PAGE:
Landowner’s Rights Versus Subdivision Developer Highlighted In Rezoning Case

Jimmy Whitley (standing) appeared before Johnston County Commissioners Monday night asking for a special use permit to allow for a sand mine operation on 60 acres of land in the Brogden Community adjacent to the Charlestowne subdivision. Commissioner Chad Stewart looks on. JoCoReport.com Photo

Should a landowner be able to use his land as he wishes or should an adjacent landowner and subdivision developers concerns trump his rights?

The issue played out during a three hour public hearing Monday night before Johnston County Commissioners.

Jimmy and Sylvia Whitley requested in April permission to rezone 60 acres of land out two tracts of land totaling 92.2 acres on Grabtown Road off Brogden Road, east of Smithfield for a sand mining operation.  Mr. Whitley said after Hurricane Matthew in 2016 he began contracting with the NC Department of Transportation to repair storm damaged roadways. He was able to take dirt from the Brogden community land he owns to help fill in areas that had washed away.

Whitley said the sand was not for sale publicly and he only had 4 trucks in use from 6:30am until 5:00pm weekdays with no work on weekends.

Whitley told commissioners he only planned to mine 7 to 8 acres of the site.

Terry Parker of Four Oaks owns the adjacent property and has developed the first of three phases of the Charlestowne subdivision.  Parker testified Monday night no one wants to buy a home next to a sand mine and the rezoning would damage his property and land values.  A land appraiser from Clinton also testified it would devalue the existing subdivision and adjoining property.  The appraiser, Alan McCullen, expressed concern about noise, truck traffic and safety.

Michael Worley of Smithfield, a general contractor, testified he was beginning work on 23 new homes in Phase 2 of Charlestowne and he had paid Parker $2,500 for the rights to Phase 3 of the subdivision which adjoins the Whitley property.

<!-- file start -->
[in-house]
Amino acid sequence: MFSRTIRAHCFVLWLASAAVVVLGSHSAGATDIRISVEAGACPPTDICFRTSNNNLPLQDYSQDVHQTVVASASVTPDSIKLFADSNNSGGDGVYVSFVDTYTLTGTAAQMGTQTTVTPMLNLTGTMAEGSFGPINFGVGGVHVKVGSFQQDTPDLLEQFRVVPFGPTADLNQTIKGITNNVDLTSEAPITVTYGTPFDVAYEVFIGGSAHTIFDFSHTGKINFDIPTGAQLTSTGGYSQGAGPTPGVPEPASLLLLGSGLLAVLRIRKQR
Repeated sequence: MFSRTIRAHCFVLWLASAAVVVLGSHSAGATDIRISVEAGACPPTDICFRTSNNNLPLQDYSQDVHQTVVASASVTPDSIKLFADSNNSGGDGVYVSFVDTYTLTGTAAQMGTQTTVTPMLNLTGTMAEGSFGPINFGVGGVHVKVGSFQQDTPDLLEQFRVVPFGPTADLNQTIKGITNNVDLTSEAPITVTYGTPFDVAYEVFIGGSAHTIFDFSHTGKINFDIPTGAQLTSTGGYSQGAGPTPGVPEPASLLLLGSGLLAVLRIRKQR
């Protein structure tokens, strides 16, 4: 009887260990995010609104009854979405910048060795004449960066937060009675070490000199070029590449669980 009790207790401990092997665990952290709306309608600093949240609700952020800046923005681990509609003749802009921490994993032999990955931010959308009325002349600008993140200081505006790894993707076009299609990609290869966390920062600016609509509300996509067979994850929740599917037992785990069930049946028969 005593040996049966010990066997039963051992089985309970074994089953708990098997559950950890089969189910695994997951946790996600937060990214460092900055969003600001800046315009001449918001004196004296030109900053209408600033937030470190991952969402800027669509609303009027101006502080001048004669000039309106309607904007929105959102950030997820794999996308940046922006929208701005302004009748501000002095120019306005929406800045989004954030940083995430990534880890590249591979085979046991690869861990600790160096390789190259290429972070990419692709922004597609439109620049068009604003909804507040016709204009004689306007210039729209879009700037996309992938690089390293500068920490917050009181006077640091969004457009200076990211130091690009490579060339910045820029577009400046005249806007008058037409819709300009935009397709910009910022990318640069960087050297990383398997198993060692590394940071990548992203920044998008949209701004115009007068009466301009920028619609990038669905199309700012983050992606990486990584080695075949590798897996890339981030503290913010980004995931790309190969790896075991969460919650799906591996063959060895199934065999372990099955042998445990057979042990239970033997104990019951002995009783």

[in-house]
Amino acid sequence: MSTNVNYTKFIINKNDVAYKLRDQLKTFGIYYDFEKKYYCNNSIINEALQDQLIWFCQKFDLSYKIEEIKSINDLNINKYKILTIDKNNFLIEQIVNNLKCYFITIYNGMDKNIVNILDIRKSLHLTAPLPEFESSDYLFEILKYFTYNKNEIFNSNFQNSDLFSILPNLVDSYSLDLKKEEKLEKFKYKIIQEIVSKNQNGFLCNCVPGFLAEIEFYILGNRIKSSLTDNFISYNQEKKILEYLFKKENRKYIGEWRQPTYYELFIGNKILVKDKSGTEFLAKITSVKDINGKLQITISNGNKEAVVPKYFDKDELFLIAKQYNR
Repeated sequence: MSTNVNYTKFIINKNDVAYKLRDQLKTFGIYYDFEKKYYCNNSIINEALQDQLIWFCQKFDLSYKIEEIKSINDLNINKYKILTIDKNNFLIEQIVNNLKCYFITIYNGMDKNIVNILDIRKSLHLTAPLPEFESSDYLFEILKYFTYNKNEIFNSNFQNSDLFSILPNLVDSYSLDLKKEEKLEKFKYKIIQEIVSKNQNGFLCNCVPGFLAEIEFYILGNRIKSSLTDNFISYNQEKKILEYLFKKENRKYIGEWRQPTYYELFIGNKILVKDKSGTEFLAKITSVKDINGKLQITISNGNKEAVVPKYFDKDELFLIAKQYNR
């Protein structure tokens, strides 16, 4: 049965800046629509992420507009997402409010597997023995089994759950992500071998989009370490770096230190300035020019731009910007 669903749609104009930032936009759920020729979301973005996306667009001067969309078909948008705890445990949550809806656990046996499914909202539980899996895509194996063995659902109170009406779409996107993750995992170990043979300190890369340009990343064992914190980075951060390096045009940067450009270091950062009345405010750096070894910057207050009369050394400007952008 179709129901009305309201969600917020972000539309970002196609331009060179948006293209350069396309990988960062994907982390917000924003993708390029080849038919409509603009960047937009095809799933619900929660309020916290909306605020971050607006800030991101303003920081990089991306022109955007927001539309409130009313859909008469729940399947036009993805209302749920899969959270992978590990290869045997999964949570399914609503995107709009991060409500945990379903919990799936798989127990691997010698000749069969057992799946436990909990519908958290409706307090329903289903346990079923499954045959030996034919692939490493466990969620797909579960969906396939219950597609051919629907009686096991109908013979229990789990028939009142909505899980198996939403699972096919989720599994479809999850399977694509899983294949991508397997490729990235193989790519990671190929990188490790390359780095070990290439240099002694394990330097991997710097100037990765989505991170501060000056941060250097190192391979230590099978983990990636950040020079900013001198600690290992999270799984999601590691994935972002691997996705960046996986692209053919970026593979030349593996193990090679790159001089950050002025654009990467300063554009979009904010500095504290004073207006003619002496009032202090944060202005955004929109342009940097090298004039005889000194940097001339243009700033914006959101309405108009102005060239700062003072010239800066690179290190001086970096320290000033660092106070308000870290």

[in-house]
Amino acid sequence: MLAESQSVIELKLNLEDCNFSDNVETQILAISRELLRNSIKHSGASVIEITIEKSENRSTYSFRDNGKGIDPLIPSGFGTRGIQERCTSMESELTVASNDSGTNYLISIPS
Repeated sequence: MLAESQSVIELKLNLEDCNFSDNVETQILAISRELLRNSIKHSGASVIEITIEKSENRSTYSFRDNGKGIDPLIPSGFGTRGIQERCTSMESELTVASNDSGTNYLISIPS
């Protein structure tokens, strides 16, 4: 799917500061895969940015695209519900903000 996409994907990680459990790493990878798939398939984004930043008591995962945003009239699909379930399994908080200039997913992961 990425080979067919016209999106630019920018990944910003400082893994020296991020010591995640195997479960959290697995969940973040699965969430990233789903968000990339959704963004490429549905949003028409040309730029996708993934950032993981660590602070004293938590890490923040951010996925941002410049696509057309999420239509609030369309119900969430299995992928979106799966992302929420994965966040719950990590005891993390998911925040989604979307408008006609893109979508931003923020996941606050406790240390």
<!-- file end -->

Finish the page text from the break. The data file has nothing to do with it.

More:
Like Parker the landowner, Worley also testified no one would want to buy a home next to a sand mine. Worley said he would void his option on Phase 3 if the sand mine was approved.

Johnston County Planning Director Berry Gray said plans for Phase 3 had not been submitted to Johnston County for review. However, Lew Starling, an attorney for Parker, called upon surveyor Linwood Byrd as a witness who presented maps of Phase 1 and 2 of Charlestowne subdivision showing where water lines had been stubbed out for the yet to be built third phase.

During a public comments section, several neighbors testified for both Whitley and Parker, including Amy Robbins Rogers who said she was not siding with either party but said she had no problems with the existing sand mine operation or noise level.  However, another neighbor Tara Fields said she was concerned about increased traffic coming out of the sand mine and damage to the secondary roads in the area from heavy trucks.

Nelda Creech said the sand mine could not create any more traffic than the Charlestowne subdivision was already creating.

Following three hours of testimony, in a 4-to-2 vote, commissioners approved a special use permit allowing the mine to operate but placed several conditions on the Whitley’s. The sand mine will be limited to 50 trucks per day and a 4 year time limit.   Also, a vegetative buffer including trees must be planted along a pathway closest to the subdivision.

Commissioner Chairman Jeff Carver and Vice Chairman Ted Godwin were the two board members who voted against the special use permit.

  • Kim B

    Good decision!! Land owners should trump over developers who have already ruined our community. There are too many people and the roads are already beyond capacity. A small sand mine that supports a family versus more houses, newcomers, and cars–a no brainer.